Friday, 8 May 2015

Nutmeg Grater

Since being discovered on the Spice Islands in the 1500’s nutmeg has been part of our culinary repertoire and at one time the cost per gram made it even more valuable than gold.

Though nearly always relegated to the baking cupboard now, its popularity at one time was such that there were special portable boxes made so that people could transport their own nutmeg with them. It became such, that no fashionable gentleman’s well equipped pocket was complete without one.


Some of these handsome boxes were not dissimilar looking to the snuff boxes of the day.The popularity of these items meant they were produced in a variety of different materials. You will find these little graters in silver, wood, enamel and ivory.Found in a variety of different shapes and sizes you might see them shaped as the nut itself or other novelty forms. These tiny little boxes were most often made in sterling silver, though later ones would find the punched grater made of steel. Although extremely rare, examples can even be found in gold.

One shape to appear at the time was that of a ceremonial mace, and inside the cylinder you would find a corkscrew. It brings to mind that these little containers were a little like a culinary Swiss Army Knife. They were often found as part of a travel canteen set which would also include a beaker and cutlery.
George IV sterling silver nutmeg grater. Click here to view on our website
Nutmeg was used to flavour food and when punch was introduced from India in the seventeenth century the little nut found its way into the punchbowl too.

It was said to have medicinal qualities that could cause drowsiness and a sprinkling in your punch glass was said to enhance the effects of the alcohol. There were even assumptions that it might improve sight, strengthen the liver or even fight freckles. Owing to the nutmeg's alleged magical powers people would sometimes carry it as an amulet to ward off evil spirits.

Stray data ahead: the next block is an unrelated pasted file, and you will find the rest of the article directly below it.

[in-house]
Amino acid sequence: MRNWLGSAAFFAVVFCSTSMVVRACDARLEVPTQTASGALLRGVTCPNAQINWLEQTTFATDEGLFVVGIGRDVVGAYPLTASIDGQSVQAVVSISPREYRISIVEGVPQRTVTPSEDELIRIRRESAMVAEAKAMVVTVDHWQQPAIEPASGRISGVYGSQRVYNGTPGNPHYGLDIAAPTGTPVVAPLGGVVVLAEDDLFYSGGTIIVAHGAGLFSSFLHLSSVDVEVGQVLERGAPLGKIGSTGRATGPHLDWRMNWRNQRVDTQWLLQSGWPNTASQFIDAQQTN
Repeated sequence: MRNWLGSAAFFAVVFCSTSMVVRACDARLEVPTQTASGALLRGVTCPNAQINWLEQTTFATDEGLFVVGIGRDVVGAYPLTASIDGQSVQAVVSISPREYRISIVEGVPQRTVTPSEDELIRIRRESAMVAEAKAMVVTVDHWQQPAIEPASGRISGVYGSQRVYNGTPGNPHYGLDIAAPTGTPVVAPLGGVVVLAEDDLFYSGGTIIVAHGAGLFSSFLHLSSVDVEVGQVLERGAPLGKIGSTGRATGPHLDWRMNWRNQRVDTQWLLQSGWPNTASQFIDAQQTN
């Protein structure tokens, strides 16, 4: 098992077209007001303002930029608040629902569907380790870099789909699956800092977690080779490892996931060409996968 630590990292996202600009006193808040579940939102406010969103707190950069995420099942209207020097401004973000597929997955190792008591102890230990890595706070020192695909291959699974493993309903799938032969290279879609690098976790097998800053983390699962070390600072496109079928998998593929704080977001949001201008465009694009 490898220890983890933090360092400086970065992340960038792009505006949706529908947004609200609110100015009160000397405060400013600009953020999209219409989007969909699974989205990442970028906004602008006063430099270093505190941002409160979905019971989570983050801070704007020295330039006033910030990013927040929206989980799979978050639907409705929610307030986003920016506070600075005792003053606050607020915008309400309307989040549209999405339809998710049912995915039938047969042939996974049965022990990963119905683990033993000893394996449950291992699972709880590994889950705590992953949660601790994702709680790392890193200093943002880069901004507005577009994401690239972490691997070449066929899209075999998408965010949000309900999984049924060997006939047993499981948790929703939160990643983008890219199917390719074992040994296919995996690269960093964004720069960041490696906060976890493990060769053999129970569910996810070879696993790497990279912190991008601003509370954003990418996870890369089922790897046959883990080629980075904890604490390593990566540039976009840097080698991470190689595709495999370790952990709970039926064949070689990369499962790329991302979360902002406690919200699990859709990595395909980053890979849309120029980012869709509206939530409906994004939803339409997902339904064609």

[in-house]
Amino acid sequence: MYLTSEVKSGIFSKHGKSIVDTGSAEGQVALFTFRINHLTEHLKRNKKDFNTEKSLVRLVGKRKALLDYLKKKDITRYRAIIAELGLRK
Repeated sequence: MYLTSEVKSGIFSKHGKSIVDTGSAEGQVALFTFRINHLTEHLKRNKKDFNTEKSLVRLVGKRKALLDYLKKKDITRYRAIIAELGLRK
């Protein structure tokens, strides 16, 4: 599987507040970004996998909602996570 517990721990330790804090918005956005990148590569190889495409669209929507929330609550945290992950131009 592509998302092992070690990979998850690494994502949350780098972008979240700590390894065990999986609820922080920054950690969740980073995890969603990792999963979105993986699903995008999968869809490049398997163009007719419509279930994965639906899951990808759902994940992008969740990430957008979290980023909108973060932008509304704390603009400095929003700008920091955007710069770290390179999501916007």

The inside of an unusual egg-shaped nutmeg grater in sterling silver. Click here to view on our website.
Such was the cost of nutmeg it became a fashionable trend and a show of wealth to be able to produce nutmeg when dining and drinking. Perhaps you might offer it up to your companion as well.

A gentleman could carry his silver nutmeg box, containing a whole nutmeg,and be ready to spice things up whenever he so desired. With flourish, he could be ready to charm and seduce anyone.

Such was the popularity of these graters that you will find examples made by even the finest of silversmiths of the day such as Hester Bateman. Today, though we tend to assume that our food will be spiced and flavoured to our liking, there is something appealing about the gesture of, maybe, wooing someone by producing your little sterling silver box and offering up this magical spice.

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